She Didn’t Have a Heart to Leave in San Francisco
In the heyday of Woody Allen’s career, he alternated between large epic films about men grappling with moral crises, and smaller films about women suffering the impacts of such men’s behaviors. For example, in 1989’s Oscar nominated Crimes and Misdemeanors, Allen’s camera recoils in existential horror as Judah (played by Martin Landau) gets away with the murder of his mistress, living in cold indifference to his own act of evil. This feted film followed the tragically neglected Another Woman, a moving feminist version of Ingmar Bergman’s Wild Strawberries about Marion (played by Gena Rowlands) coming to consciousness about her husband’s inhumanity.
Now over 20 years after the Soon-Yi Previn scandal that threatened to destroy the career of the most talented living American filmmaker, Allen has finally combined these threads, creating a truly significant portrait of a fully tragic female character, Jasmine (played with astonishing rawness by Cate Blanchett). We come to see the moral and emotional bankruptcy of the wife of a Bernie Madoff figure from her point of view. Like Harold Pinter’s anti-romance play, Betrayal, Jasmine’s collapse is presented to us in the present, but filled with jarring flashbacks to her masters of the universe life before the fiscal collapse.
The film’s aggressive narrational structure most reminds one of Annie Hall, that 1970s masterpiece in which we see the collapse of Annie’s relationship with Alvy in chaotic spurts of memory. Rather than the stock Hollywood romantic comedy where boy loses girl and then wins her back, Annie Hall reverses this tradition via George Bernard Shaw’s Pygmalion: Alvy wins Annie by teaching her, but she learns is that she deserves better than him.
However, the most interesting relationship between Blue Jasmine and Annie Hall is a geographical one. Allen’s new film represents a shocking return to the United States, after a sequence of films replacing his formerly beloved New York City: 2005’s Match Point, for example, is set not in Manhattan but London. The very titles of three other recent Allen films: To Rome with Love, Midnight in Paris, and Vicky Cristina Barcelona emphasize this shift from New York to Europe. In Blue Jasmine, Allen continues to exorcise New York City from his filmmaking palate. With Manhattan and Annie Hall in the 1970s, Allen was confident in the superiority of New York City to all other places in the world. When Alvy’s television writing partner moves to Los Angeles, Allen bars no holds as he demonstrates what a horrid, vacuous place California is, with its horrible movies (Exorcism of Blood) and sit-coms filled with fake laugh tracks.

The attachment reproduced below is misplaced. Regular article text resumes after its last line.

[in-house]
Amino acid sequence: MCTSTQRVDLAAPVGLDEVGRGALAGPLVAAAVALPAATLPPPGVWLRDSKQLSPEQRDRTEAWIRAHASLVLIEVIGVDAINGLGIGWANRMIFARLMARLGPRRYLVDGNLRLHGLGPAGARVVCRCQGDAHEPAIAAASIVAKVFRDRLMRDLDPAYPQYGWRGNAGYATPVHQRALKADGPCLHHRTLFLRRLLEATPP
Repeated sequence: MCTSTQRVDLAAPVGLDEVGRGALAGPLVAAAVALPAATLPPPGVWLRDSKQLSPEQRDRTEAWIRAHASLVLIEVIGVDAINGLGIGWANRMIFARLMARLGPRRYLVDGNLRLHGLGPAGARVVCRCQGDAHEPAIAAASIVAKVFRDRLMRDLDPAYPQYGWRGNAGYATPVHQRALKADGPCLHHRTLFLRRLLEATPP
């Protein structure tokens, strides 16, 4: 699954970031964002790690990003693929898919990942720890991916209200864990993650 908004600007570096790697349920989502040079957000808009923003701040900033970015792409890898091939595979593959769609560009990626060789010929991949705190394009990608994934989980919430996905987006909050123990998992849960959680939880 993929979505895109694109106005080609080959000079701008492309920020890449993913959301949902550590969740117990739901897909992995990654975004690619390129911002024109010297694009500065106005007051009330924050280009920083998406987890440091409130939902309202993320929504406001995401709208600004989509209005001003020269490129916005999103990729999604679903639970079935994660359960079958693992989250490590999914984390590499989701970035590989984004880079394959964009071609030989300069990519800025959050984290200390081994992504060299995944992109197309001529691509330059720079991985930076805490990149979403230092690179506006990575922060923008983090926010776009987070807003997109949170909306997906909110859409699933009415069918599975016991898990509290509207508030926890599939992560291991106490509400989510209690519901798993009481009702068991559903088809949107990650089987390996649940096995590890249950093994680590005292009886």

Blue Jasmine is a post-New York film. The story begins with Jasmine and her husband Hal (Alec Baldwin) on the top of their game, moving between fancy Manhattan apartments and beach resorts in the Hamptons. However, Hal turns out to be a crook, having lied and cheated to fund this lifestyle. With her husband having hung himself in jail, Jasmine has no alternative but to move to San Francisco to live with her working class sister. Thirty-six years after Annie Hall, California no longer represents superficiality. Instead, New York does not even exist in the present tense, having been destroyed in the maelstrom of the financial meltdown.
This geographical observation, I think, unearths a shocking intertext for Blue Jasmine. Many critics have noticed the relationship between Cate Blanchett’s Jasmine and her skillful enactment of Blanche DuBois in a well-traveled 2009 Sydney Theatre Company production of Tennessee Williams’ A Streetcar Named Desire. However, there is nothing Southern—neither Tennessee or New Orleans—about Jasmine, as phony a Manhattanite as the debutantes in J.D. Salinger’s A Catcher in the Rye. No, for me, the character with whom Jasmine seems most to resonate is James Stewart’s Scottie from Vertigo. Alfred Hitchcock’s 1958 masterpiece is the cinema’s heretofore most famous mapping of San Francisco onto American gender trauma. Scottie’s masculinity is destroyed by a ruthless businessman, conned and buffeted from his home in North Beach, home of the 1950s Beat revolution, to the Golden Gate bridge, and finally to the mission tower at San Jaun Bautista down Highway 101. Jasmine is destroyed by a different businessman, but to the same effect, evacuating her ability to make sense of the world. At least Scottie was able to fish Madeleine out of San Francisco Bay. When Jasmine’s hope to marry a rising politician from Marin County is dashed, she takes to the streets mumbling; only the stationary camera is left to witness her. Boy, did Woody Allen ever find a great place for a homecoming, and 3,000 miles to the west of where it would have been expected.
– Walter Metz